This post was updated May 28, 2019 at 9:15 p.m. to include the leastest outbreak numbers and an additional infographic.
Measles have reached the highest numbers in 25 years, with more than 900 cases reported so far to the Centers for Disease Control and Prevention. The Mountain West is especially vulnerable. According to CDC data, too few kindergarteners in our region are fully vaccinated against measles, mumps and rubella. One Colorado family took that to heart — and then things got personal.
Kyle and Julie Mullica knew that 2019 would be nuts, starting with this fact: Their third child was due to enter the world the same week that Kyle would be sworn in as a Colorado state representative.
“Yeah,” says Kyle Mullica, “Two days before.”
The baby arrived just in time for everyone to attend the swearing in ceremony: Kyle, Julie, their 5-year-old, 3-year-old and 2-day-old.
“It was just such a big moment,” says Julie. “A big climax of so much hard work.”
The trouble started around that same time, when Kyle attended a presentation for incoming lawmakers. He learned there that Colorado is last in the nation for kindergarten vaccination against measles, mumps and rubella. That’s a big deal because if vaccination rates fall below about 95%, it means a case of the measles has a much better chance of spreading and causing an outbreak. He came home and told Julie.
“I was shocked, he was shocked.” says Julie. “I don't think anyone knew that we were that bad.”
Kyle is an emergency room nurse; he’s treated people with vaccine-preventable illnesses. And Julie is working on a doctorate in public health in addition to being an infection preventionist with SCL Health. So, they knew what a big deal this was.
“I mean, no one likes to be last in anything,” says Julie, especially when kids’ lives are at risk.
So, Kyle started drafting a bill. Colorado is one of the easiest states in the country for parents to opt out of vaccinating their kids. His idea was to follow some other states, like California, Mississippi and West Virginia, and get rid of exemptions for personal or religious reasons -- basically any reason that wasn’t medical.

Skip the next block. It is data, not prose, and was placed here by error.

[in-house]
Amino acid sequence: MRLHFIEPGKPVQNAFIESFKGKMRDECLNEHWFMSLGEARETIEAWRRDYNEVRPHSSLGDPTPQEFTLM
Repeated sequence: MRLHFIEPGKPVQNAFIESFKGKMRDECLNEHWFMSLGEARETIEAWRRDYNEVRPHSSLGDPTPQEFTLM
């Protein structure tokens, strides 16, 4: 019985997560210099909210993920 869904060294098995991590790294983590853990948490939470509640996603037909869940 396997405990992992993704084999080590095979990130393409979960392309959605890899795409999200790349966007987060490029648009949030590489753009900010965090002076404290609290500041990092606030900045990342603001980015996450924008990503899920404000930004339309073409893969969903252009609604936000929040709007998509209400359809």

That’s when the weird anonymous messages started.
“Talk about karma,” he says. “You know, ‘Hoping that your kids don't die, but karma has its way.’”
There was a lot of not anonymous pushback, too. Even Colorado’s democratic governor didn’t like the draft bill, so Kyle went back to the drawing board.
“I went back and I talked to the experts and looked at what are some other solutions that we could do,” he says.
Eventually, the bill got watered down a lot. Religious and personal exemptions would remain. But parents would have to go to a local health office to turn in a form in order to get those exemptions.
It wasn’t the sweeping public health move that Mullica had hoped for, but he thought it was a step in the right direction. In order to become a law, though, the bill would have to go through a lot of steps -- two votes in the House, then two votes in the Senate.
Fiery hearings lasted hours -- 14 hours, in one case. Kyle was at the capitol morning, noon and night. Julie says the family went into what they call ‘survival mode.’
Finally, on a Saturday afternoon, the bill went to the House for a full vote -- and it passed.
“I was actually listening to the whole [segment] that Saturday,” says Julie. “And I was just so excited for him.”
But someone somewhere was not excited. On the same day the bill passed the House, someone somewhere -- who at this point remains unidentified -- was drafting an email to Kyle. It would sit in his inbox for two days before he’d see it.
“Calling me a Nazi,” he says. “And then, ‘We hope your house burns down with your family inside of it’ or ‘We're going to burn your house down with your family inside of it.’ Something along those lines.”
That hit the family hard.
Law enforcement started guarding the Mullica home. The kids started calling them the “flashy lights guys.”
“My number one job in this world is being a dad. I'm down there for them. I’m down there to make their life better,” he says. “To think what I'm doing puts them in jeopardy terrified me.”
The bill, meanwhile, was still doing well. It made it through one part of the Senate. But that forward momentum didn’t last. On the second-to-last day of the session, the bill got delayed. Clogged in the legislative calendar. It never made it to a final vote.
“For me, it was devastating,” says Kyle.
And while the bill might be dead, the anonymous anger it spawned is still a part of their lives. Kyle says hearing a knock on the door makes them jump.
“I was trying to be proactive,” he says. “I don't want to see a kid get hurt. I don't want to see having an outbreak and costing the state millions of dollars to deal with. And, God forbid, I don't want to see a child die.”
Analysis by the Mountain West News Bureau shows that for the 2017-2018 school year, there were more than 1,100 schools and kindergartens with more than 50 students and less than 95% of them on record as being fully vaccinated against the measles. That includes more than 500 schools and kindergartens that dropped below the 90% line.
“As we sit right here right now, we're still at risk for an outbreak,” says Mullica.
The next legislative session doesn’t start until January 2020. In the meantime, there’s an emergency room full of people to treat, a trampoline to build in the backyard and -- fingers crossed -- no measles outbreaks.
This story was produced by the Mountain West News Bureau, a collaboration between Wyoming Public Media, Boise State Public Radio in Idaho, KUER in Salt Lake City, KUNR in Nevada and KRCC and KUNC in Colorado.